1 2 3 10 11

Staff Picks Audience: Music & Movies

Airbow by Maria Kalaniemi & Sven Ahlbäck []

book-jacket

view/request in library catalog

What is Finnish button accordion music, anyway? If you like Sharon Shannon, you’ll love Maria Kalaniemi.

She’s virtuosic, soulful and versatile. On this album she teams up with Swedish fiddler and scholar of folk music Sven Ahlbäck for a selection of traditional Scandinavian tunes and original compositions. They are both technically brilliant and have a wonderful synergy together. Johan Hedin joins them on nyckelharpa (Swedish keyed fiddle) and Swedish singer Susanne Rosenberg is featured on a few tunes. The music is spare, gorgeous, with a haunting energy that’s both ancient and contemporary. This is great listening for fans of Nordic or Celtic folk, fiddle tunes, or the undeservedly-maligned accordion.

Tagged: , , ,

The Last Days of Disco by Whit Stillman []

book-jacket

view/request in library catalog

Whit Stillman’s third feature, The Last Days of Disco, is set in New York City the early 1980’s. Here we find a group of young professionals who are all, whether they are aware or not, in a period of transition. This moment of change also mirrors the current stage of the popular music (please see the title!).

Alice (Chloë Sevigny) and Charlotte (Kate Beckinsale), somewhat recent graduates of Hampshire College, are working in the lower echelons of the publishing industry. Despite having not much in common (and they can readily admit that they may not be ideal candidates for friendship), the duo decides to share a railroad style apartment with another young woman.

The tight living quarters teamed with Charlotte’s persistent insensitivity create a great deal of tension and bickering. Furthermore, there’s also tussling over potential/previous love interests. An escape from this turmoil is the local hot spot; it’s a fashionable discotheque possibly modeled in Stillman’s memory from his days hanging out at the famed Studio 54. Chris Eigeman, a Stillman mainstay, is cast as Des McGrath. McGrath is a sardonic manager at the said Manhattan club and he ultimately realizes that the owner has some sort of a shady operation going on.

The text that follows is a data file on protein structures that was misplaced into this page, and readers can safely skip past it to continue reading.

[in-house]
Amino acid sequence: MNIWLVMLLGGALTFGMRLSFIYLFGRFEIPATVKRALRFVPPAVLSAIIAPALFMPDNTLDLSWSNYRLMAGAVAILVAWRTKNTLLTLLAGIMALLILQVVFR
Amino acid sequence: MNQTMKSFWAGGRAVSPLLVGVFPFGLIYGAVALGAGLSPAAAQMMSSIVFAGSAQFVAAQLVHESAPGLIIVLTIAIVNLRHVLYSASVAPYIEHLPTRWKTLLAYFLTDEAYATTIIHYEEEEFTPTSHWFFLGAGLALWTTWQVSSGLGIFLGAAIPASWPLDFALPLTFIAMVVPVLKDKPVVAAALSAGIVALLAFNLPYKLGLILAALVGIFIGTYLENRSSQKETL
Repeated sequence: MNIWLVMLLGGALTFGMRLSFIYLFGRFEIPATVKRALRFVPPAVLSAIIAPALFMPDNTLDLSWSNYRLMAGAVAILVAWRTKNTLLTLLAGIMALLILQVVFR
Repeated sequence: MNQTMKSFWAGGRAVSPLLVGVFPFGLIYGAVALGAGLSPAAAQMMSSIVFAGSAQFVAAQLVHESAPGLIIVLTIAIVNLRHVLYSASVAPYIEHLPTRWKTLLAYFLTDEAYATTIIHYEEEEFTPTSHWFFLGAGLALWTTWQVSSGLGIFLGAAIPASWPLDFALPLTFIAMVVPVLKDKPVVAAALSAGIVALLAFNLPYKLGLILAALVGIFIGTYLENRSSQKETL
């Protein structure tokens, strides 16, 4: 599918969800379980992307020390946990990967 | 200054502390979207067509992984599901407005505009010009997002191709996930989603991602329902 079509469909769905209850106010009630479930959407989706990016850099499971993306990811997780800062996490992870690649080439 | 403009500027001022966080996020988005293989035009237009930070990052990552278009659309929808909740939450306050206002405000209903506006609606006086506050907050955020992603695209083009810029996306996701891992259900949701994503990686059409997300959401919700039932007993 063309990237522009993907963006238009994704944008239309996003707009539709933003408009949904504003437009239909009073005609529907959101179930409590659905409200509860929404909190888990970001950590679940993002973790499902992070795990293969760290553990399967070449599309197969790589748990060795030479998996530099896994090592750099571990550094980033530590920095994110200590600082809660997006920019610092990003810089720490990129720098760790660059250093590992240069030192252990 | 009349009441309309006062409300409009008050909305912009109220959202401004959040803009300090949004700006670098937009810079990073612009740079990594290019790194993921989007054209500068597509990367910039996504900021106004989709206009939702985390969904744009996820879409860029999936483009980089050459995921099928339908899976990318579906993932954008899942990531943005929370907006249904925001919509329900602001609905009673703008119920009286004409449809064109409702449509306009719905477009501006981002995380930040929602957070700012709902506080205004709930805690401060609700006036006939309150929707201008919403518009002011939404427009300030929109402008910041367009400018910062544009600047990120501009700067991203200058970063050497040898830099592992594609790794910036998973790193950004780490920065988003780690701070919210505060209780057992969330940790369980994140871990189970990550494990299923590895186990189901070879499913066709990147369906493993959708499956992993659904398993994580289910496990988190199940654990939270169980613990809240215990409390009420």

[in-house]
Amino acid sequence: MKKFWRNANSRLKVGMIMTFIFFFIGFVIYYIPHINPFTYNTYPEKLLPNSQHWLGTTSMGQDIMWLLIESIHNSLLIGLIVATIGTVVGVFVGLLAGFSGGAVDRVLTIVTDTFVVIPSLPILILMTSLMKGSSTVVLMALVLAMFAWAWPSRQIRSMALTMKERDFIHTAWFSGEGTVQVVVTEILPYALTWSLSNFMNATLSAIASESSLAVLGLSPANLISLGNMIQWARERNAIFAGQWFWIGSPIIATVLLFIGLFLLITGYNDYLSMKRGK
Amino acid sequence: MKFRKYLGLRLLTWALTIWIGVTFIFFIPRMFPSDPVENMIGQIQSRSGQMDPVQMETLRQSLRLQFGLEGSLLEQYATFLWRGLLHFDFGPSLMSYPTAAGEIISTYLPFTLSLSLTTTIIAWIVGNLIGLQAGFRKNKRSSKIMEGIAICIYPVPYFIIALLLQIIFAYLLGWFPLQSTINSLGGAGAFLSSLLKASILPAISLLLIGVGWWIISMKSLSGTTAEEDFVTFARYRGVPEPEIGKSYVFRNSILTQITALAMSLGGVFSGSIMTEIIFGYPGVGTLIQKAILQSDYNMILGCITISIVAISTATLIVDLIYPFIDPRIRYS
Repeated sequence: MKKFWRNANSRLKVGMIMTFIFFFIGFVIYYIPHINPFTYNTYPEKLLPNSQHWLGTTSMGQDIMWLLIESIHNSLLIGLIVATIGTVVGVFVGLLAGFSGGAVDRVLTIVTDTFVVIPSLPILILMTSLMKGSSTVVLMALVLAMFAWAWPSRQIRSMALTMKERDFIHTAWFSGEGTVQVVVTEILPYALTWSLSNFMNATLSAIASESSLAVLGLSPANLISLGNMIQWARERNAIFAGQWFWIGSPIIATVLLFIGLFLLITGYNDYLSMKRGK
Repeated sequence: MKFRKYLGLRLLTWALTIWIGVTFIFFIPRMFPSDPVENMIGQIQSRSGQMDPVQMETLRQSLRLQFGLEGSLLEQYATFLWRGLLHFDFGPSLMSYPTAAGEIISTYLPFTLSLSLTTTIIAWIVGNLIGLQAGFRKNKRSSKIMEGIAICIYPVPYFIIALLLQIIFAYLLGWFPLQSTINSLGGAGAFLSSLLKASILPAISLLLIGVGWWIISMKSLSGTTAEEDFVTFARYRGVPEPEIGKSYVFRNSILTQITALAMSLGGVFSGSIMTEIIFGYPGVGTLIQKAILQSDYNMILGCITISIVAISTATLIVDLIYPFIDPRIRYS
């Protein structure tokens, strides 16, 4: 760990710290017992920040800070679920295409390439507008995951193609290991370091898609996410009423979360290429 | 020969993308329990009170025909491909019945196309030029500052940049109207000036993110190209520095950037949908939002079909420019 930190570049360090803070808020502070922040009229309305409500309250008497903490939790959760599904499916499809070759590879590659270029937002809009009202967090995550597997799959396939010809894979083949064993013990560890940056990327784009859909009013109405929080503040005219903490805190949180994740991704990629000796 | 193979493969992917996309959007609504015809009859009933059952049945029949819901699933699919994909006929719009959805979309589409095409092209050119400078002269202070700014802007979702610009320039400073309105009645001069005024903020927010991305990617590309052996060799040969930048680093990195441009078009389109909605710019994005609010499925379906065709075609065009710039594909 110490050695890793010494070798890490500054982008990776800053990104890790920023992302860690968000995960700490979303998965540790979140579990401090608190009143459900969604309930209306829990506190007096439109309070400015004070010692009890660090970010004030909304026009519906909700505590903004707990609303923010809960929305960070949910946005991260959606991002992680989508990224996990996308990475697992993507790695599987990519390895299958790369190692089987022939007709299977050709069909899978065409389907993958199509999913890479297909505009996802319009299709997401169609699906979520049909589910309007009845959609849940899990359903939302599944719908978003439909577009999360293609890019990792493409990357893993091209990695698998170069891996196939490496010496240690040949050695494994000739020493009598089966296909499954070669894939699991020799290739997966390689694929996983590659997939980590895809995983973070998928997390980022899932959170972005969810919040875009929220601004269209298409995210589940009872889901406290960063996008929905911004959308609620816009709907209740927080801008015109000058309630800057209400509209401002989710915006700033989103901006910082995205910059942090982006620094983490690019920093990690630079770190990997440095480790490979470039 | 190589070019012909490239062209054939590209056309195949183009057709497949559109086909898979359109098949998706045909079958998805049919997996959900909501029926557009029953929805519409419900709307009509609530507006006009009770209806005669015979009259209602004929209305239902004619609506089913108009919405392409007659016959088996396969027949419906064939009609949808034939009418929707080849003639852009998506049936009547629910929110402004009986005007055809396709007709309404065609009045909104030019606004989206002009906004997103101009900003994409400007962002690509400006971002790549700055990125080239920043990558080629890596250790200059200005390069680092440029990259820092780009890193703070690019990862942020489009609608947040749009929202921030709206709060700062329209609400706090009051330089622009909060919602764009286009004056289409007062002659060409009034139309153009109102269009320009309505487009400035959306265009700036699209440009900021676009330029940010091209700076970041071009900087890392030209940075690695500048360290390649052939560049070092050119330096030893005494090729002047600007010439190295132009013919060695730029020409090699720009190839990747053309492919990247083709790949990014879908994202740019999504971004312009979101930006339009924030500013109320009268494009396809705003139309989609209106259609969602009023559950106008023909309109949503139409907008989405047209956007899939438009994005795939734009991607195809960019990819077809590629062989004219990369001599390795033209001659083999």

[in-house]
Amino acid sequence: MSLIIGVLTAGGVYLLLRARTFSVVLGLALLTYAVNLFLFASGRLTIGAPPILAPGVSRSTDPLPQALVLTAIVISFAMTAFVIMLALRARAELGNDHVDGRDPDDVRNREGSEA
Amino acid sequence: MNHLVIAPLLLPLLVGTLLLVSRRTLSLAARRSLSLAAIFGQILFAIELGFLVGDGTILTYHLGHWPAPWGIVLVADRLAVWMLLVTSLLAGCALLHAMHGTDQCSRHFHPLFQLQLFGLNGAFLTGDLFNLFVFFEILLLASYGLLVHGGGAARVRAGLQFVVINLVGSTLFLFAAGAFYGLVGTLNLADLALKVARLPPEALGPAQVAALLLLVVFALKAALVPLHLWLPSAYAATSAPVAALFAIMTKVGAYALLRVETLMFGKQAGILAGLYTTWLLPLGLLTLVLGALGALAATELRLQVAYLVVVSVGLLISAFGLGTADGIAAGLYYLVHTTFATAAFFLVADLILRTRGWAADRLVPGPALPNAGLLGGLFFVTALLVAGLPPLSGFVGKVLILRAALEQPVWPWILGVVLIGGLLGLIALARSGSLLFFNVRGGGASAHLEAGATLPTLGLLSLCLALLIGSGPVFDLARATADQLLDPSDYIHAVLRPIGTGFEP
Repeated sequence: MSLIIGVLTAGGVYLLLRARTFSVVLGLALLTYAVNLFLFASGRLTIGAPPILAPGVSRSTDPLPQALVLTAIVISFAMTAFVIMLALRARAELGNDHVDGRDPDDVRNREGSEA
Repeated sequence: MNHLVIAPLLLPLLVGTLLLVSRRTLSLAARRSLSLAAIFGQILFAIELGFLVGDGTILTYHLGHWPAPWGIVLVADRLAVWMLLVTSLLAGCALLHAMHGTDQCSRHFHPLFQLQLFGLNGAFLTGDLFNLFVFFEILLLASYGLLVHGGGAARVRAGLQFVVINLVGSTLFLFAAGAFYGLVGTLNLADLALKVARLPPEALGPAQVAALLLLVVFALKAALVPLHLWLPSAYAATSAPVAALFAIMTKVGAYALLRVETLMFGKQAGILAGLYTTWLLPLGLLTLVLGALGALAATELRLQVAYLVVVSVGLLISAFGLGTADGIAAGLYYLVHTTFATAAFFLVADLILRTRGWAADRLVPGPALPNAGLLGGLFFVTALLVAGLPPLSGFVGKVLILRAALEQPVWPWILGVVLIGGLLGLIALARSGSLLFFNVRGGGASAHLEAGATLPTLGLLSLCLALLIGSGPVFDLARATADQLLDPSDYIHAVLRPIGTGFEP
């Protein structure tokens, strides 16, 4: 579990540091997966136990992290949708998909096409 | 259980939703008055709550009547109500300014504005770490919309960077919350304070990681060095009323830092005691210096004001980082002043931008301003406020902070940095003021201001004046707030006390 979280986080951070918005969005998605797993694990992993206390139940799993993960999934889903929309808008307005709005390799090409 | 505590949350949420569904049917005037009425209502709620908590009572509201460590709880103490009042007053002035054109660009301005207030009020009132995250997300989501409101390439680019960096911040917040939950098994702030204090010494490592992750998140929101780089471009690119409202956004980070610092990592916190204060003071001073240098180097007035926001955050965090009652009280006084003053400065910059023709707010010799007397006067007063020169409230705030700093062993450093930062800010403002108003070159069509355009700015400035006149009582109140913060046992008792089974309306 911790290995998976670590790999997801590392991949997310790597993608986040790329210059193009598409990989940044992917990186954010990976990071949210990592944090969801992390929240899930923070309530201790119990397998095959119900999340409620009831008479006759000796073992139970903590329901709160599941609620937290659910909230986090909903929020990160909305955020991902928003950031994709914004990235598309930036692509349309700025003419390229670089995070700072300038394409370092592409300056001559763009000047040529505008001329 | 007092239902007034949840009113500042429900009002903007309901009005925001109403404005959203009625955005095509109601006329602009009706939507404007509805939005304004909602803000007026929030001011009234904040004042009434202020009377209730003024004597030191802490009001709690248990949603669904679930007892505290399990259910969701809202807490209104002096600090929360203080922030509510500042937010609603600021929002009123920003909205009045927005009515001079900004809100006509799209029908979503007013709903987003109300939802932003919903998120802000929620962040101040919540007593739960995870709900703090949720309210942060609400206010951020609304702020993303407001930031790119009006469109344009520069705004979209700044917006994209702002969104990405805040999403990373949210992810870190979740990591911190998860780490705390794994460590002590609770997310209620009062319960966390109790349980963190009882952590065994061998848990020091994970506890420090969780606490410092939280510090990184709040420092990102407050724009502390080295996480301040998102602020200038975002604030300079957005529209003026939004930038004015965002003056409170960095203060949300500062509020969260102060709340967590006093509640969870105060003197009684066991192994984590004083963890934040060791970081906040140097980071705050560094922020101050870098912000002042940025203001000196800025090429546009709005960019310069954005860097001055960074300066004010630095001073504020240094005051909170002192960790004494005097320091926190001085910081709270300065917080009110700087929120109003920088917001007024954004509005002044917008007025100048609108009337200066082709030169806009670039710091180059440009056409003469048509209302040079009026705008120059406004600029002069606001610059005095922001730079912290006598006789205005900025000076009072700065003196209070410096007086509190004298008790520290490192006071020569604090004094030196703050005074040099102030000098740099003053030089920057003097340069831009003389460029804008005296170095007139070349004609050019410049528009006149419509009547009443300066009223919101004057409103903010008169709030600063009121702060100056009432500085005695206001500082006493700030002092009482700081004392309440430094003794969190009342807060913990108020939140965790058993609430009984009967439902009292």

When viewing The Last Days of Disco, one can’t help appreciating the dedication in creating such memorable characters and the overall writing in general. The film is filled with quick and witty dialog… most of which you cannot imagine being spoken by actual people. In one instance, Eigeman’s character begs the question, “do yuppies even exist? No one says, ‘I am a yuppie,’ it’s always the other guy who’s a yuppie. I think for a group to exist, somebody has to admit to be part of it.”

The struggle of social identity and finding one’s general placement in society underlie this brilliant comedic drama.

P.S. After a viewing, one may discover that disco does not suck!

Tagged: ,

Last Picture Show by Peter Bogdanovich []

book-jacket

view/request in library catalog

In keeping with the “New Hollywood” theme, I thought we’d take a look at another Roger Corman student and another film in the Criterion Collection’s America Lost & Found series. Following his directorial debut Targets (a brilliant “Frankensteining” of Corman stock footage of Boris Karloff and a completely new script about a local assassin), Peter Bogdanovich adapted Last Picture Show with the book’s author Larry McMurthy.

The film is set in a transitional period, both for the landscape and members of the graduating high school class, in a rural north Texas town in the early 1950’s. Timothy Bottoms, Jeff Bridges, Cybill Shephard and Randy Quaid play the local teenagers who are thinking about their futures outside of their small home town. Relationships, the military, money and taking care of family members all play important roles on these characters’ decisions. Two adult figures, Cloris Leachman and Ben Johnson, both won Oscars for their performances in supporting roles.